Nice presentation of Dana Moore on Oscon

Discussion in 'Python' started by Gerrit Muller, Jul 11, 2003.

  1. A colleage attended me on the presentation of Dana Moore on Oscon:
    "The Seven Habits of Highly Effective Technology Disruption
    Python Survival in a Java & .Net World"
    http://www.infoether.com/~rich/pycon2003.pdf

    A very nice presentation. I do have one small comment: Python is
    characterized as "weakly typed", which should be "dynamic types", or
    what people often mean to say "not static typed".

    The difference has been discussed many times in this newsgroup. Dynamic
    typing requires a different approach than static typing. Programmers
    from the static world have to make a mental adjustment to become
    effective in this different paradigm.

    kind regards, Gerrit Muller
    --
    Gaudi systems architecting:
    http://www.extra.research.philips.com/natlab/sysarch/
    Gerrit Muller, Jul 11, 2003
    #1
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  2. Gerrit Muller

    Aahz Guest

    In article <>,
    Gerrit Muller <> wrote:
    >
    >A very nice presentation. I do have one small comment: Python is
    >characterized as "weakly typed", which should be "dynamic types", or
    >what people often mean to say "not static typed".


    Unfortunately, Bruce Eckel has been perpetuating that terminology. I'm
    in the process of writing a rebuttal.

    http://www.artima.com/intv/typing.html
    --
    Aahz () <*> http://www.pythoncraft.com/

    "Not everything in life has a clue in front of it...." --JMS
    Aahz, Jul 11, 2003
    #2
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  3. Gerrit Muller

    Martin Maney Guest

    Aahz <> wrote:
    > Unfortunately, Bruce Eckel has been perpetuating that terminology. I'm
    > in the process of writing a rebuttal.


    > http://www.artima.com/intv/typing.html


    In this it sounds as though Mr. Eckel is coming around to the right view.
    In the first part he seems to be using "latent", and only says at one
    point "...latent typing, sometimes called weak typing...". And he
    repeatedly uses the phrase "strong static type checking" for what is
    supposed to be the strength of C++ and Java, and notes that "Strong
    static type checking forces the programmer to do a lot of extra work."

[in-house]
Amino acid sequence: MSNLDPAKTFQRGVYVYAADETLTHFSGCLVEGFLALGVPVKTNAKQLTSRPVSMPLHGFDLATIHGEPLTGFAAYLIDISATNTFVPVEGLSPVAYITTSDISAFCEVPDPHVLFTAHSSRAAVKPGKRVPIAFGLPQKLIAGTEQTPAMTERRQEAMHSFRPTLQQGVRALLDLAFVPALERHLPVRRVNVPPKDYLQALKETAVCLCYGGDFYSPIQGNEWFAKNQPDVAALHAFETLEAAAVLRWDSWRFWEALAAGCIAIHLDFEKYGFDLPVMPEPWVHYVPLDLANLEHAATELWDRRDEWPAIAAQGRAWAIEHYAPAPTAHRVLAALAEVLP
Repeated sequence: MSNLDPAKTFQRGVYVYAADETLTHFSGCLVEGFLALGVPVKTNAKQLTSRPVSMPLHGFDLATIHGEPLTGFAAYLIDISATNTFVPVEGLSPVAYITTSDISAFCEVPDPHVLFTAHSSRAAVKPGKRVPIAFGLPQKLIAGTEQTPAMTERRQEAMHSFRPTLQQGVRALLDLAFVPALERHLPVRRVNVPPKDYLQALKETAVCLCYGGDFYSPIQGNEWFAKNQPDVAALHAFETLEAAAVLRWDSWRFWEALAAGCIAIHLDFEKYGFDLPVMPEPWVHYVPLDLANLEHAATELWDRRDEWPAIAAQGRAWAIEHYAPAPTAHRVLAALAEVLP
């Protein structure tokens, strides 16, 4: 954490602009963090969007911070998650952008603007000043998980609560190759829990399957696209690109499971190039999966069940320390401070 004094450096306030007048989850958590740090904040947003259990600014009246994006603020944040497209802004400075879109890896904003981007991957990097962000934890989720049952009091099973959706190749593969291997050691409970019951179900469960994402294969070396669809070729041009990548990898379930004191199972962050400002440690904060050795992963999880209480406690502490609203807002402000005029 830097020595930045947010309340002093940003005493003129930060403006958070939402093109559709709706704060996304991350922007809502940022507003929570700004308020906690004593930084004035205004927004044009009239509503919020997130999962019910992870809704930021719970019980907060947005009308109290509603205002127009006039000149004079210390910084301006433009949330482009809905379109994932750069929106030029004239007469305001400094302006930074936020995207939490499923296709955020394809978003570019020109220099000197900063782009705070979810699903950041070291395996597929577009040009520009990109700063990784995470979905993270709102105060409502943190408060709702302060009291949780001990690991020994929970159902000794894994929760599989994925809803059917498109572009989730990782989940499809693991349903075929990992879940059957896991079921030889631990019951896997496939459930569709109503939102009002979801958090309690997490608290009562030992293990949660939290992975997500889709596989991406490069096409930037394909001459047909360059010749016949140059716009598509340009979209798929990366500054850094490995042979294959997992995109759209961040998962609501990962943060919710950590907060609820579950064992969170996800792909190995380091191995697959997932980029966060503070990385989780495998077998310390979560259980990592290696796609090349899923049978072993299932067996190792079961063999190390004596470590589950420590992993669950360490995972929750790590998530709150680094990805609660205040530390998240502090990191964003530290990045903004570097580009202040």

So I get the impression that he is making that journey of discovery
    that we know so well. Or, anyway, I know it - maybe you didn't go
    through the same wringer that made B&D static type checking seem like a
    pretty good idea in contrast to what came before? I used to think C++
    was the best thing since the symbolic assembler, or maybe object
    Code:
    linking...
    
    I don't know that I care much for "latent typing", although it has a
    certain attraction.  If nothing else, it's shorter than "strong dynamic
    typing", the first word of which seems necessary these days.  :-(
    
    But whether or not Mr. Eckel is still contributing to it, I can attest
    that there is a general confusion about this among programmers, perhaps
    especially java programmers.  Just the other day I whacked one upside
    the head (virtually; we were chatting on IRC) with the distinction
    between "strong" and "static" typing and had the pleasure of watching
    his eyes light up.  Well, I imagine they lit up.  But that was only
    one, so if you'd get cracking on that paper...  :-)
    
    -- 
    Passport brilliantly combines the kludgey and unstable nature of NIS+
    with the insecurity of the trusted hosts concept to produce
    a nine-step process with obvious opportunities for
    security and other abuses.  -- Paul Murphy
    Martin Maney, Jul 13, 2003
    #3
  4. Gerrit Muller

    Aahz Guest

    In article <bemi6m$evd$>, Aahz <> wrote:
    >In article <>,
    >Gerrit Muller <> wrote:
    >>
    >>A very nice presentation. I do have one small comment: Python is
    >>characterized as "weakly typed", which should be "dynamic types", or
    >>what people often mean to say "not static typed".

    >
    >Unfortunately, Bruce Eckel has been perpetuating that terminology. I'm
    >in the process of writing a rebuttal.
    >
    >http://www.artima.com/intv/typing.html


    All right, my rebuttal is now at
    http://www.artima.com/weblogs/viewpost.jsp?thread=7590
    --
    Aahz () <*> http://www.pythoncraft.com/

    "Not everything in life has a clue in front of it...." --JMS
    Aahz, Jul 16, 2003
    #4
  5. Many thanks for your rebuttal.

    My picture of the situation is this: the Python interpreter is in effect
    placing assert statements after (inside) every Python statement. This makes
    Python in practice much more safe and convenient than any static language.

    No, this doesn't directly relate to types. However, IMO the real issues
    aren't about types, they are about safety and convenience. Python crushes
    any static language as far as convenience goes. This much is obvious.

    Theoretically all languages are unsafe. Python programs can throw uncaught
    exceptions just like C++ asserts can fail. In practice, though, the Python
    interpreter makes development so much safer that one can just "blast away"
    without worrying too much about the kinds of things compilers typically
    worry about. And my Python programs have been much more robust than the
    equivalent C++ programs, even without pychecker's help.

    This is probably all obvious to Pythonists, and incomprehensible to others.
    Oh well... :)

    Edward
    --------------------------------------------------------------------
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    Leo: Literate Editor with Outlines
    Leo: http://webpages.charter.net/edreamleo/front.html
    --------------------------------------------------------------------
    Edward K. Ream, Jul 16, 2003
    #5
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